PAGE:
Many other vitamins and minerals play very important roles in the diet of an athlete. To date, research has not shown any direct benefit or enhanced performance results from taking added supplements of any specific vitamin or mineral, no matter the size of the athlete or the chosen sport. Even the potassium and sodium losses experienced by athletes who sweat on a hot day or in a long event can easily be met by drinking fluids and eating a normal diet, since these electrolytes are so widely available in foods. Any athlete or active student can meet the needs for these nutrients by consuming a sports-healthy diet, following the guidelines discussed in this section. However, it is suggested that most people take a daily needs level multiple vitamin and mineral supplement every day. This shouldn't replace eating a healthy diet but will help to insure that your daily vitamin and mineral needs are met.

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Do special supplements help me put on muscle or perform better?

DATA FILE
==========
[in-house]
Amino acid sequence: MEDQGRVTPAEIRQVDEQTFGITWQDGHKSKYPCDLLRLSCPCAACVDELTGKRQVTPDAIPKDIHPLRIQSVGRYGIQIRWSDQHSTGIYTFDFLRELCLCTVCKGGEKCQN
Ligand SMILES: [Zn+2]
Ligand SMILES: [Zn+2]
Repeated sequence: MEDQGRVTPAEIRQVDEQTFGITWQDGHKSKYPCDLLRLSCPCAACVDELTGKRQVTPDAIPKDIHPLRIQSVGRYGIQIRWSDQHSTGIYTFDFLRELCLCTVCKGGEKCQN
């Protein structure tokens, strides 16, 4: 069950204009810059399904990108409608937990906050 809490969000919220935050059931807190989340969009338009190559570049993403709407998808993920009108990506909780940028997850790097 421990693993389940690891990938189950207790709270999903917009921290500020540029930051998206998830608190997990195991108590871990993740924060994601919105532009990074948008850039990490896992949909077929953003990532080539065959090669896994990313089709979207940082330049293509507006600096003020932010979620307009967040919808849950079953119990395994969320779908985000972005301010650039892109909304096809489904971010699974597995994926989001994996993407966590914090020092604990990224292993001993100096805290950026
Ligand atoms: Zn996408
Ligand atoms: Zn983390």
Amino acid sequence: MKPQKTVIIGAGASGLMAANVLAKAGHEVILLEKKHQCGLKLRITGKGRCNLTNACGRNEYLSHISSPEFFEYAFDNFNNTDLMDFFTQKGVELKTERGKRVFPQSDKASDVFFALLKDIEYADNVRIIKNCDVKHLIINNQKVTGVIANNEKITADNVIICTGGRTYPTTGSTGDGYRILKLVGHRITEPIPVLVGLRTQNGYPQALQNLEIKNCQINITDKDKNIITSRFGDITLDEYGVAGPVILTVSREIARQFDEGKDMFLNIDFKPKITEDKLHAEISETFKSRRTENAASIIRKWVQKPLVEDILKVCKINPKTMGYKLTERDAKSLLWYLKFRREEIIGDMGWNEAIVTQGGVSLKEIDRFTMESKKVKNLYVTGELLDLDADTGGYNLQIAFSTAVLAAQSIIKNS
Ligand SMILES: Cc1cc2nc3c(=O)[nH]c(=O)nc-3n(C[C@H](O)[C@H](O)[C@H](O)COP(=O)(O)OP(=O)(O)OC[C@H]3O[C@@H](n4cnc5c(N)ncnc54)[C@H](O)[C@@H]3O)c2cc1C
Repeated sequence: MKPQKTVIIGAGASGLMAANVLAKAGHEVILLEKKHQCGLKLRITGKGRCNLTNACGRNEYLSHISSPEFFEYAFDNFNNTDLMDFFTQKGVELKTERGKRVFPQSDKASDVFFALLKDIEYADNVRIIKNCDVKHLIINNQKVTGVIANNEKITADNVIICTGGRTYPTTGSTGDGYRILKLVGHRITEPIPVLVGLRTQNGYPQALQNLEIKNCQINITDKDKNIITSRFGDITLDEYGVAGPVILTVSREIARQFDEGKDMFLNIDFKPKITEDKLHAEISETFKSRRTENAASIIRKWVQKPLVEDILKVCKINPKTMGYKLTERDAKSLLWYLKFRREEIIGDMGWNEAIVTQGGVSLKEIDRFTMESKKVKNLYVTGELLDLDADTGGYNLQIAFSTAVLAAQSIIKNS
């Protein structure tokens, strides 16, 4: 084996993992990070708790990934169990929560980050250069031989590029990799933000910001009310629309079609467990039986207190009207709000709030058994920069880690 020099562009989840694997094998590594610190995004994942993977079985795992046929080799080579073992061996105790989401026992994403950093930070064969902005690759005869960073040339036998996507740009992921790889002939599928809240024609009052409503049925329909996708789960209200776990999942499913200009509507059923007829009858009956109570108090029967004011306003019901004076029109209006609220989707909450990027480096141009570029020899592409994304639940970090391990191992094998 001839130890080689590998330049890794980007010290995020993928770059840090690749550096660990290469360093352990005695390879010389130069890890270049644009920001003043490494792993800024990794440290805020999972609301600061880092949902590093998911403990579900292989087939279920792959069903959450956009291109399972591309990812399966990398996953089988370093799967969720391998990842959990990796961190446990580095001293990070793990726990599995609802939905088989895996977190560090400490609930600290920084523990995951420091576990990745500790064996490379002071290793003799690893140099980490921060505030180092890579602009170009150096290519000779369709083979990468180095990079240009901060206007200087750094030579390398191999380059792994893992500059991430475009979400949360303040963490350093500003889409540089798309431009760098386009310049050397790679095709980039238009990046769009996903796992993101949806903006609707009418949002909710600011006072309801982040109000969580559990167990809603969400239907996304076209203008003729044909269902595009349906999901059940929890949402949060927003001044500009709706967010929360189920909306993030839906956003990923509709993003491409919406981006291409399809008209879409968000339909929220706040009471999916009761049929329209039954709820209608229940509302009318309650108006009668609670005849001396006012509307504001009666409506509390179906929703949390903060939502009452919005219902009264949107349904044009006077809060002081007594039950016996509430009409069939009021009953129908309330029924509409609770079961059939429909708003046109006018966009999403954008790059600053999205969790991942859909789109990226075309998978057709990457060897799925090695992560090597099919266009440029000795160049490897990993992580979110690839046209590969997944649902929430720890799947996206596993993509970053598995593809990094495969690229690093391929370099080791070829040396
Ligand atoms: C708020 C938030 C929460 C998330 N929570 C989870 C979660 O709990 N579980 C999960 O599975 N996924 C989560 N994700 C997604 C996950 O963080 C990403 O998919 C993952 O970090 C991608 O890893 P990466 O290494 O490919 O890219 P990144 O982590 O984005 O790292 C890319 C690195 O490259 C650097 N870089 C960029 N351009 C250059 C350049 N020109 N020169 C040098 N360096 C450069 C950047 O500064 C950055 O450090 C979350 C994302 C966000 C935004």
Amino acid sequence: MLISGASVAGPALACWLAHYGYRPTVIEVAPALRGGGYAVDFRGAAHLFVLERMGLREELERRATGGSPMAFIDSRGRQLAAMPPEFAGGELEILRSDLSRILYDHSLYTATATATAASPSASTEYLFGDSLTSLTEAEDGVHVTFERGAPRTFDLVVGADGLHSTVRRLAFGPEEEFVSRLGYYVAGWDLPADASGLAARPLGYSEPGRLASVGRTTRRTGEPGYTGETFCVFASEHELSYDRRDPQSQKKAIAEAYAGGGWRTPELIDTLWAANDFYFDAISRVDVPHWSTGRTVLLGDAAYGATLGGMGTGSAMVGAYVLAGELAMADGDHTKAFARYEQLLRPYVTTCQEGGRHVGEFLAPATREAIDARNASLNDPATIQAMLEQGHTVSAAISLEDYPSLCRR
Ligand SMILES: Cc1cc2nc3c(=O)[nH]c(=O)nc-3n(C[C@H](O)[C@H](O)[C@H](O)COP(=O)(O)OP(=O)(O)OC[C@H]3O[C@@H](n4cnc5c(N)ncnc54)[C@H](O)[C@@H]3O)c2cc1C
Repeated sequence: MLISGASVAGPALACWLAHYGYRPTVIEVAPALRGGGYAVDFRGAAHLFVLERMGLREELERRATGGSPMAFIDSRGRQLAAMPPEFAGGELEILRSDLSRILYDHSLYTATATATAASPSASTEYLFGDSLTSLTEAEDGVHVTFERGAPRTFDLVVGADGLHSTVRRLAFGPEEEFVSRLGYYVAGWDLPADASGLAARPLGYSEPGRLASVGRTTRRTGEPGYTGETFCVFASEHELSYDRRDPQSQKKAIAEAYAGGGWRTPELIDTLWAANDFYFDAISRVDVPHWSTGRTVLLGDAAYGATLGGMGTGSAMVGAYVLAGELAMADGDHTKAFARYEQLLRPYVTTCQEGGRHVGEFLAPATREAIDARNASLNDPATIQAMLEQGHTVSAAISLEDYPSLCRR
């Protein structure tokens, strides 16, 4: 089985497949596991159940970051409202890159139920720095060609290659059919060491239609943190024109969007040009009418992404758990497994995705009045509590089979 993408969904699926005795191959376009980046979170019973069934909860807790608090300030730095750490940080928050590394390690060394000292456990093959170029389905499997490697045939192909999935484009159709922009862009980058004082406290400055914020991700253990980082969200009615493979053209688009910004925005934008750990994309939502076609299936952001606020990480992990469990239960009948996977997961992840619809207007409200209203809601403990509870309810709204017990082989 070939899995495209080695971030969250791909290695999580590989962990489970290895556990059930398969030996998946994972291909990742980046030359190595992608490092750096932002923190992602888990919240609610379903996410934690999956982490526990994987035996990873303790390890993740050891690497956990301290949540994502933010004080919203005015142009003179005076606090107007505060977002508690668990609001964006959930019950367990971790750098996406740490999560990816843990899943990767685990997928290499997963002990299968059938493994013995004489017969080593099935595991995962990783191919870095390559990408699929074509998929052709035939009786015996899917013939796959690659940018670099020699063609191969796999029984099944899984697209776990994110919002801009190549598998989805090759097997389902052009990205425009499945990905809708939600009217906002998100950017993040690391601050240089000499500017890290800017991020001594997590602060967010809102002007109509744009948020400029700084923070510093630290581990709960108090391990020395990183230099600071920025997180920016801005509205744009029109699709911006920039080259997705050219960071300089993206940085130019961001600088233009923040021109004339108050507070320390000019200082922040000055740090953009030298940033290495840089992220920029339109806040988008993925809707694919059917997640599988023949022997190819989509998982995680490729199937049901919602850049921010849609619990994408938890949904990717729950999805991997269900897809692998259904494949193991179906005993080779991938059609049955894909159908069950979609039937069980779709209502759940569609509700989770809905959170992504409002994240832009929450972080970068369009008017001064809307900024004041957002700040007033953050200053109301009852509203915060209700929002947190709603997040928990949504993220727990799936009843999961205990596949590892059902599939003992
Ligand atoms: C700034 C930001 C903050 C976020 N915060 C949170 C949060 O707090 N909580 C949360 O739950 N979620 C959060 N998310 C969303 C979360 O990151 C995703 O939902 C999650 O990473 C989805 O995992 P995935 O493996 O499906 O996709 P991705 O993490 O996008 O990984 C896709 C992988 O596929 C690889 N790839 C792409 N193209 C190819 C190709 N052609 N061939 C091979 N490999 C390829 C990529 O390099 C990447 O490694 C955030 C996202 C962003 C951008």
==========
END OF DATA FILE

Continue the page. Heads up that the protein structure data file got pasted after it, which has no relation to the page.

Many athletes, from high school sports through the pro level, have come to believe that taking some type of supplement, varying from protein shakes touted to build muscle mass to the more controversial steroid-related products, will give them an edge in their athletic endeavors. You may have been encouraged to try some of these supplements by friends, magazine or web site ads, or coaches and trainers. Many of these products are advertised as "natural" and therefore appear to be safe. Unfortunately, there is little guarantee of the safety or even the efficacy of what you are getting. Under heavy lobbying from the supplement industry, a federal law was passed in 1994 that pulled dietary supplements from under the Food and Drug Administration's regulatory authority. This included all vitamins, minerals, amino acids, herbs, and other botanicals. It is therefore practically impossible for you to know, as a consumer, whether what you purchase as a supplement is safe, will do what it says it does, or even contains in the bottle what it claims to have.